The Fighting Game Problem – How to Teach Complicated Mechanics – Extra Credits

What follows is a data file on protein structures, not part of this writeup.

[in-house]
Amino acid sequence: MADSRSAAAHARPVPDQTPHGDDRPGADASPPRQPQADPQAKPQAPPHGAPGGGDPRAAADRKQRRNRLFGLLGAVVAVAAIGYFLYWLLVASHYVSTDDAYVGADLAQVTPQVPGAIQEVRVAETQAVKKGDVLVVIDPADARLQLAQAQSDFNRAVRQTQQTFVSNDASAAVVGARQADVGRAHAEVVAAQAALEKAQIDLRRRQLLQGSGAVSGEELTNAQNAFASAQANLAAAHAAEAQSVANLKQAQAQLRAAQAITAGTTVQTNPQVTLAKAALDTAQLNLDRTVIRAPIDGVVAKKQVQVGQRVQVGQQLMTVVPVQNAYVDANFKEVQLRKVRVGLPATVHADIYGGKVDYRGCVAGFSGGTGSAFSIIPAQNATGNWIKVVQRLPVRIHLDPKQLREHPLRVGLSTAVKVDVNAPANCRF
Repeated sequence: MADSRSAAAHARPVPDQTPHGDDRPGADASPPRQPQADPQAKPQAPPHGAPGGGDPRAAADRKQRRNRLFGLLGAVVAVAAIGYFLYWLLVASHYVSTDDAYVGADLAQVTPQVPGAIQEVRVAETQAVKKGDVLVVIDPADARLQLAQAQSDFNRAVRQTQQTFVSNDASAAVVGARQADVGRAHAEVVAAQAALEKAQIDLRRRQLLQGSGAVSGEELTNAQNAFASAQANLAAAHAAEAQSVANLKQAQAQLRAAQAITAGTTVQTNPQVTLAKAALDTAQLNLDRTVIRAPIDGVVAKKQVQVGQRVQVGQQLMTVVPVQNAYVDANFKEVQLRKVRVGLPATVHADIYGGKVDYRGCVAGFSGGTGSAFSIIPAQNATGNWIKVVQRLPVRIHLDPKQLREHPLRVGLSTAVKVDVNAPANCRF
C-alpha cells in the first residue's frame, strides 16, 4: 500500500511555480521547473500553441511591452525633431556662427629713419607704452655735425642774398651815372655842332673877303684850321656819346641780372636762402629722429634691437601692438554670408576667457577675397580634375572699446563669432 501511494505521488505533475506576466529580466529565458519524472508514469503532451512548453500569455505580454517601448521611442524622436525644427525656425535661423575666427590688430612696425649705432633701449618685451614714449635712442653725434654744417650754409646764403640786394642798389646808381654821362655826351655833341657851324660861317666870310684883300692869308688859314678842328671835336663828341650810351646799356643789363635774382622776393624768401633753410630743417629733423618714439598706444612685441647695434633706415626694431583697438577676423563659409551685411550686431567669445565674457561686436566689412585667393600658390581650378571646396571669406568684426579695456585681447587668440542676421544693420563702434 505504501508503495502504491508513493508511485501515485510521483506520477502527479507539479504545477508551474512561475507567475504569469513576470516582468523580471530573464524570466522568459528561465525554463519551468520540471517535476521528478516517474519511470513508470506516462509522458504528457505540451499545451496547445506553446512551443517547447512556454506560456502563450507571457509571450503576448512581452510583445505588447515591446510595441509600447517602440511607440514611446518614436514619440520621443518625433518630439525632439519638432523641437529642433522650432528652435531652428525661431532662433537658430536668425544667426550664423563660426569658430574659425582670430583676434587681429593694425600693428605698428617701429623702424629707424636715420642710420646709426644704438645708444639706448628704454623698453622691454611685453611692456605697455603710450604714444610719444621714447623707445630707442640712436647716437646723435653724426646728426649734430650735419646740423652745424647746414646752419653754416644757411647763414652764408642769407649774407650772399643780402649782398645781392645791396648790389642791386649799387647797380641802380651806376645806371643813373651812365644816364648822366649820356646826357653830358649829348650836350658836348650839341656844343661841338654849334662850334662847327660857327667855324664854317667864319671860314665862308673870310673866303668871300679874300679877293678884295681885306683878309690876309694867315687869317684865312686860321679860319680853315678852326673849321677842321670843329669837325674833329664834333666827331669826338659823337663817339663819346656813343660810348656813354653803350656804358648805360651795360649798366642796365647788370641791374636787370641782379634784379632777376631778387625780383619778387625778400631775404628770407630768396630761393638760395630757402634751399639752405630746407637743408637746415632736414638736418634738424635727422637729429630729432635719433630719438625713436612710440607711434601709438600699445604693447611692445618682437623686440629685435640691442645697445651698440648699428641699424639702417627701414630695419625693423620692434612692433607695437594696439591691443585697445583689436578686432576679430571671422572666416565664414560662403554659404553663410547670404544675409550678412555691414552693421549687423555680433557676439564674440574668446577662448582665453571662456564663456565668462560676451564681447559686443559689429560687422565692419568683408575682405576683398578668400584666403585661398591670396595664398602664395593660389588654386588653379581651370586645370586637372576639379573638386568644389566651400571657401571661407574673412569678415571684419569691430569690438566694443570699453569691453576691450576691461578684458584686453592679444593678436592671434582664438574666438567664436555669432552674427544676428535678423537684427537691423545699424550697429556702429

We haven’t talked much about fighting games on this show because High level fighting game design is often incomprehensible to anyone but designers and aficionados of the genre. And… actually that in and of itself is something we should talk about. At the highest levels, fighting games are a beautiful Chess match. They aren’t about reflexes, not really; they’re about strategy, about “move” and “counter-move”, about positioning and luring your enemy exactly where you want them to be. In many ways, they play more like a war game than what the layman thinks of as a fighting game. And this is where fighting games shine. If you’re not a fighting game player, and you’ve ever wondered why some of your friends are so enamored of the genre, this is why. This high level play… This play that you probably never experienced. And that’s the rub. Fighting games are a niche genre. They have a small, intensely loyal fanbase but they don’t reach anywhere near the audience they could. Because most players never end up getting the play experience these games are designed around. Anyone who’s ever tried to pick up a fighting game knows what an informational brick wall they tend to be. Before you can make any meaningful choices or informed decisions, before you can think through strategies or come up with clever plays, you have to memorize dozens of moves; HUNDREDS if you really want to know how all the characters play. You have to memorize the button combinations that fire off the moves what triggers them and what they do. This is an impossibly large amount of information to learn for most people, so many people give up before they ever get to the real meat of fighting games. This is compounded by the tutorial system most fighting games tended to present us with. Because many games in the genre tend to be focused on the genre’s core audience, the tutorials tend to be walls of text followed by a practice room where you can try out moves. That simply is not good enough for games with this level of this complexity. We need to think about how we might better bring the player into the experience. To me, the single-player campaign seem like the perfect vehicle for addressing the problem. Right now, many fighting games simply present a single-player campaign that plays exactly like the multiplayer, only with an AI opponent. The only concession these campaigns tend to make to new players is to ramp up the difficulty of the AI over time. We can do WAY better than that. If we think back to some of the concepts we discussed in our “Tutorials 101” episode, one of the most important was the idea of breaking up how much information you’re presenting the player. so you’re not frontloading everything they have to know. This is what the single-player in fighting games should be for. So how do we do this? Well, I think an excellent example is the old brawler MMO Dungeon Fighter Online which is being revived as we speak, if you guys haven’t heard. This was an MMO that used fighting game conventions for the combat, but otherwise relied on mechanics associated with RPGs; most principally, “leveling”. In this game, your character only started with one or two moves to memorize and then, slowly as you leveled you’d acquire more. But since leveling takes time, you’d have a while to get comfortable with your character’s moves and really think through how to use them before you were given access to more. Then, you’d get time with THOSE new moves while grinding out levels and getting loot, before you were presented with anything else. By doing this, the player felt empowered rather than overwhelmed and, in the end, many players graduated up to that “Chess-match” level of play where fighting games shined. Simply by not being expected to start there. The same general idea can be applied to concepts like reversals or cancels. Some games already build in single-player levels where the enemies can’t be harmed except by pulling off one of these techniques, but we can do more to reinforce their use and make them engaging. If you’re using an RPG-like system, you can give bonus rewards for using these types of techniques or you can make it so reversals and such give you a chance to steal an item or something. Even if you aren’t using an RPG system, though you can do things to help make players more aware how to use these concepts. Things like having the game go into slow motion with a big — — flashing on the screen when this concept is introduced. Or you can do a [Prince of Persia:] “Sands of Time” thing where, when the player is defeated, the game rewinds to just before their last chance to interrupt the attack that killed them and tells them what to do. Heck, you can even have a puzzle mode where the player doesn’t even have to execute the attacks. Instead, they get to see a few seconds of play, and the game freezes and they’re given three choices of moves for the player to do and they have to choose the right one for the circumstance. Thereby, training the player to think through how their moves can be utilized and when to use which move. But, however you do it, the thing to recognize is that fighting games will never reach the audience they could until they do more to help people get to the level where they can experience real fighting-game play. Fighting games need to move past being an informational brick wall a delusion of moves and techniques and instead graduate their new players from the “button-masher” to the type of player who could think through the problems that a fighting game presents and come up with their own strategies and responsive play. I propose that single-player’s the best place to do this, it being the safest space in the game, outside the pressures of competition or other people, a place that could be a training ground and a good time all at once. because if we don’t use our single-player better, as fighting games become more complex, they’re only going to become a smaller and smaller nieche. And that would be pretty tragic… Catch you next week!